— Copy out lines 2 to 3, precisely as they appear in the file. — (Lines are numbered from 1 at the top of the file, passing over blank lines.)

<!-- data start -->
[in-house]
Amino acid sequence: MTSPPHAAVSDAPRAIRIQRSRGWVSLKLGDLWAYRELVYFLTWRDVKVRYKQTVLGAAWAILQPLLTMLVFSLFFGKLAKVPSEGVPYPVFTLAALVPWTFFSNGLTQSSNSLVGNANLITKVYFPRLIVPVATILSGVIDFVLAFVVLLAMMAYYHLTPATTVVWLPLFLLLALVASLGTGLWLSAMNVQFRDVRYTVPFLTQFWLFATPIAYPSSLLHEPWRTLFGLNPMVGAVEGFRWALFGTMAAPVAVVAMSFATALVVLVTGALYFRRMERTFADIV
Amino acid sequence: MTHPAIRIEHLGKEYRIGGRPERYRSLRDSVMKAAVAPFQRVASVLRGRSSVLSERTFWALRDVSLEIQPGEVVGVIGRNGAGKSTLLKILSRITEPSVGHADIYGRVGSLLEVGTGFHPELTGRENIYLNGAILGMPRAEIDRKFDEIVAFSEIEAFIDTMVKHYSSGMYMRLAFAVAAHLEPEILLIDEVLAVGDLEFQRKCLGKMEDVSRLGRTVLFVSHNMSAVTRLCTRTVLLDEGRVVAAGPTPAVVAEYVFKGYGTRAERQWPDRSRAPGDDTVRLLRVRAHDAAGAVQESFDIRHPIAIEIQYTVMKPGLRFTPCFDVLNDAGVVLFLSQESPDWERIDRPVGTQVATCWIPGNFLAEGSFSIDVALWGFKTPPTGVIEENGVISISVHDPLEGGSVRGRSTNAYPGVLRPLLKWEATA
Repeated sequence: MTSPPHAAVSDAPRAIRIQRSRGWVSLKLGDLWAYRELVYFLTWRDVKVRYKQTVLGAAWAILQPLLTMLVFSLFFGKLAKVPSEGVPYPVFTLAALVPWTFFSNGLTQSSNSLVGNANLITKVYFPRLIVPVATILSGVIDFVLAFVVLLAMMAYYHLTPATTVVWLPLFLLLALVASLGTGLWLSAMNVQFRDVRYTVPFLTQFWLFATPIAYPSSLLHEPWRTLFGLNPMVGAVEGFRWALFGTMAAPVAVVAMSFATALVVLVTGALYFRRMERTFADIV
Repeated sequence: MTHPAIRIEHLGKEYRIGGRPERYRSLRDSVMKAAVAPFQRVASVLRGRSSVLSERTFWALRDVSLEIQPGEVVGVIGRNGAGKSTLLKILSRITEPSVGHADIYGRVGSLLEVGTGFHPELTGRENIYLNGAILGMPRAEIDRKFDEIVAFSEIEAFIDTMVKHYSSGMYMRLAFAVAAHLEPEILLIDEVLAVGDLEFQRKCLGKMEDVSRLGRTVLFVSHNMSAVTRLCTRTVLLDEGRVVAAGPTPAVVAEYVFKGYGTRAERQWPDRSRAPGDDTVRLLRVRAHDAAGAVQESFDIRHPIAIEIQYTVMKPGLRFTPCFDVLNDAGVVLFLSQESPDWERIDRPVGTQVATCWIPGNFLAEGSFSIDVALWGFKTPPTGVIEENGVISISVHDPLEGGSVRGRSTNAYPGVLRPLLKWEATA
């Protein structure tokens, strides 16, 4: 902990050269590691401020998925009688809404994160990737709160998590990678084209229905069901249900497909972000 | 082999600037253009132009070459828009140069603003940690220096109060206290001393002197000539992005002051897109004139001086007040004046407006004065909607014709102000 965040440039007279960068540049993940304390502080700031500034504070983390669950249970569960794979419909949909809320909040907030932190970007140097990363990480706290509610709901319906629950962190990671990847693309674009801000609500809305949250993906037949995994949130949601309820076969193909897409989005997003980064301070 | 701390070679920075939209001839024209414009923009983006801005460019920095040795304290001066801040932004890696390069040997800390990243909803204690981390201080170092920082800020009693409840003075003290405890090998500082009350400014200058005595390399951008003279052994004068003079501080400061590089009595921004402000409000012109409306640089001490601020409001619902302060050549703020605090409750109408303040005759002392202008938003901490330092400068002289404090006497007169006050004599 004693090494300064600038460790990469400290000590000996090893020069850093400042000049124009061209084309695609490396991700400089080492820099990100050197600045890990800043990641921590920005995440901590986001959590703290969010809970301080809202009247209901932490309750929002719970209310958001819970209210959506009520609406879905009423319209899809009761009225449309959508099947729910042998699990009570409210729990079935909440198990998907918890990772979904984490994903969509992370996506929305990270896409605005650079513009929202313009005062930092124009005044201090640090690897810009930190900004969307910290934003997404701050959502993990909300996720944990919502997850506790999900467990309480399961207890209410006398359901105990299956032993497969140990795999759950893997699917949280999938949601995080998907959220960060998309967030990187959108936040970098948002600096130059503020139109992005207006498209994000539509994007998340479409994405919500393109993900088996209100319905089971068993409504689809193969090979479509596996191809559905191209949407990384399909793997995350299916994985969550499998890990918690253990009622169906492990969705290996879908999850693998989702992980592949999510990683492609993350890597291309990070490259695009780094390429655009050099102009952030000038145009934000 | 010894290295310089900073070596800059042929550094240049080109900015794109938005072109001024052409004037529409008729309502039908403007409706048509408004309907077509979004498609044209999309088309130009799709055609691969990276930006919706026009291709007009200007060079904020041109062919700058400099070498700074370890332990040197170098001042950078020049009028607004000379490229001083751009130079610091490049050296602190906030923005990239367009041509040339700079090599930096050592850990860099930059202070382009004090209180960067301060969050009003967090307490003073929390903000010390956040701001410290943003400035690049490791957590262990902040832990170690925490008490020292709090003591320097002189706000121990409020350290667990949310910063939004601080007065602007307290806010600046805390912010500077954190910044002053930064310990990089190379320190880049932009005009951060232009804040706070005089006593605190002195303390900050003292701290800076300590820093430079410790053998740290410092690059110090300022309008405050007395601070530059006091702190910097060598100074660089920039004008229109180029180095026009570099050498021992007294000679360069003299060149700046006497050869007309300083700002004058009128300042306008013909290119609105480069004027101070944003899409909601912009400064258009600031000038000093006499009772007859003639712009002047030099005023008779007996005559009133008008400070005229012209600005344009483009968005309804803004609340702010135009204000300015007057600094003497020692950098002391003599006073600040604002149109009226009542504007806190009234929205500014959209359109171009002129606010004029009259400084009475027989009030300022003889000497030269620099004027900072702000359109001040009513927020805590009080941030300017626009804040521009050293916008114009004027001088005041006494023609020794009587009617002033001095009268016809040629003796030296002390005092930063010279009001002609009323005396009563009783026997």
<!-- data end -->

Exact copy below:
Amino acid sequence: MTSPPHAAVSDAPRAIRIQRSRGWVSLKLGDLWAYRELVYFLTWRDVKVRYKQTVLGAAWAILQPLLTMLVFSLFFGKLAKVPSEGVPYPVFTLAALVPWTFFSNGLTQSSNSLVGNANLITKVYFPRLIVPVATILSGVIDFVLAFVVLLAMMAYYHLTPATTVVWLPLFLLLALVASLGTGLWLSAMNVQFRDVRYTVPFLTQFWLFATPIAYPSSLLHEPWRTLFGLNPMVGAVEGFRWALFGTMAAPVAVVAMSFATALVVLVTGALYFRRMERTFADIV
Amino acid sequence: MTHPAIRIEHLGKEYRIGGRPERYRSLRDSVMKAAVAPFQRVASVLRGRSSVLSERTFWALRDVSLEIQPGEVVGVIGRNGAGKSTLLKILSRITEPSVGHADIYGRVGSLLEVGTGFHPELTGRENIYLNGAILGMPRAEIDRKFDEIVAFSEIEAFIDTMVKHYSSGMYMRLAFAVAAHLEPEILLIDEVLAVGDLEFQRKCLGKMEDVSRLGRTVLFVSHNMSAVTRLCTRTVLLDEGRVVAAGPTPAVVAEYVFKGYGTRAERQWPDRSRAPGDDTVRLLRVRAHDAAGAVQESFDIRHPIAIEIQYTVMKPGLRFTPCFDVLNDAGVVLFLSQESPDWERIDRPVGTQVATCWIPGNFLAEGSFSIDVALWGFKTPPTGVIEENGVISISVHDPLEGGSVRGRSTNAYPGVLRPLLKWEATA